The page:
Apparently, just like the real(?) Darth Maul, this game doesn't look like it's dead for good. During a Reddit AMA from October of 2015, Dan Borth, a developer at Red Fly, stated the following:
We have been burning a candle for this game since it was killed in hopes we can get it turned back on again. IF that is to happen we need to approach EA with a demo that will impress them. I think we have that or are close to it. Still it is completely not up to us.
2. 'Star Wars 1313'
Perhaps the most disappointing game of the bunch, Star Wars 1313 was revealed to a hurricane of fan excitement only to be quickly blown away like a rancid fart.
1313 first made its appearance at 2012's E3 show. Originally slated for a release on PC, Xbox One, and PS4, 1313 followed the early adventures of bounty hunter Boba Fett as he battled the underground thugs of Coruscant that inhabited Level 1313. The game featured a mixture of third person shooting and cinematic platforming, much like the Uncharted series of games.
Despite a fully-functioning prototype, unfortunately 1313 couldn't survive the sale of the Star Wars license to Disney. When Disney took over the rights to all things Star Wars in 2012, they stripped developer LucasArts of most of their staff and all of their ongoing projects along with them, apparently in an effort to diversify their pool of developers who would work on future Star Wars titles.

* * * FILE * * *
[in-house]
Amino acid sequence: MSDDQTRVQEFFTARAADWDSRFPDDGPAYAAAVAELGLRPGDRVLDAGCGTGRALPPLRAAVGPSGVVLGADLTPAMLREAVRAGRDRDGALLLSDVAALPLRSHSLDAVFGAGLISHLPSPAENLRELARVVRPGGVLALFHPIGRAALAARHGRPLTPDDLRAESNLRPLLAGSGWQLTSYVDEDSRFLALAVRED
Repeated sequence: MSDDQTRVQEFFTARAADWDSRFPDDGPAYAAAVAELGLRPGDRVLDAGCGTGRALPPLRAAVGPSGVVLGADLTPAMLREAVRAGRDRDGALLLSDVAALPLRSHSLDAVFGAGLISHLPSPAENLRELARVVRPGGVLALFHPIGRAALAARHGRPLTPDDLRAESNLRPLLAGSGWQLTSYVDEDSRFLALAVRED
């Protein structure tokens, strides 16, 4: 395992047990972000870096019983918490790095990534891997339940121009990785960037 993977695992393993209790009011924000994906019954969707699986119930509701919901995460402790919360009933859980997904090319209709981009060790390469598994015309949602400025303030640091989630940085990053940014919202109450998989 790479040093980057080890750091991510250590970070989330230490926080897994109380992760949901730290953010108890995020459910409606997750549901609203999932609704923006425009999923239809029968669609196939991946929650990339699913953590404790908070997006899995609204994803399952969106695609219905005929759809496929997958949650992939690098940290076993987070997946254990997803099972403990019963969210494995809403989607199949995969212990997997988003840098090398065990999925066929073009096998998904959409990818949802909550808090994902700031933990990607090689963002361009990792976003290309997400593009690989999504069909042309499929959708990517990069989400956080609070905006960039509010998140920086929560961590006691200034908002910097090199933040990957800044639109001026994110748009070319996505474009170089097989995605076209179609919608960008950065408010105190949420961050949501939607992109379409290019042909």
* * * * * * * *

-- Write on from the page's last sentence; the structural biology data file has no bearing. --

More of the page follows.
Is is possible that 1313 may one day emerge from the sarlacc pit?
Unfortunately, that doesn't look very likely.
In 2013 Disney abandoned the 1313 trademark, making it unlikely that this game will ever see the light of day again.
3. 'Star Wars Rogue Squadron: X-Wing Vs. TIE Fighter'
In what would be the second in a series of THREE canceled Star Wars games developed by Factor 5, this Rogue Squadron game actually had the best fate out of any of the games mentioned in this piece.
After having their Rogue Squadron compilation game for the original Xbox canceled by the powers over at LucasArts during the early 2000s, developer Factor 5 began shopping around for another opportunity to jump into the Star Wars gaming universe.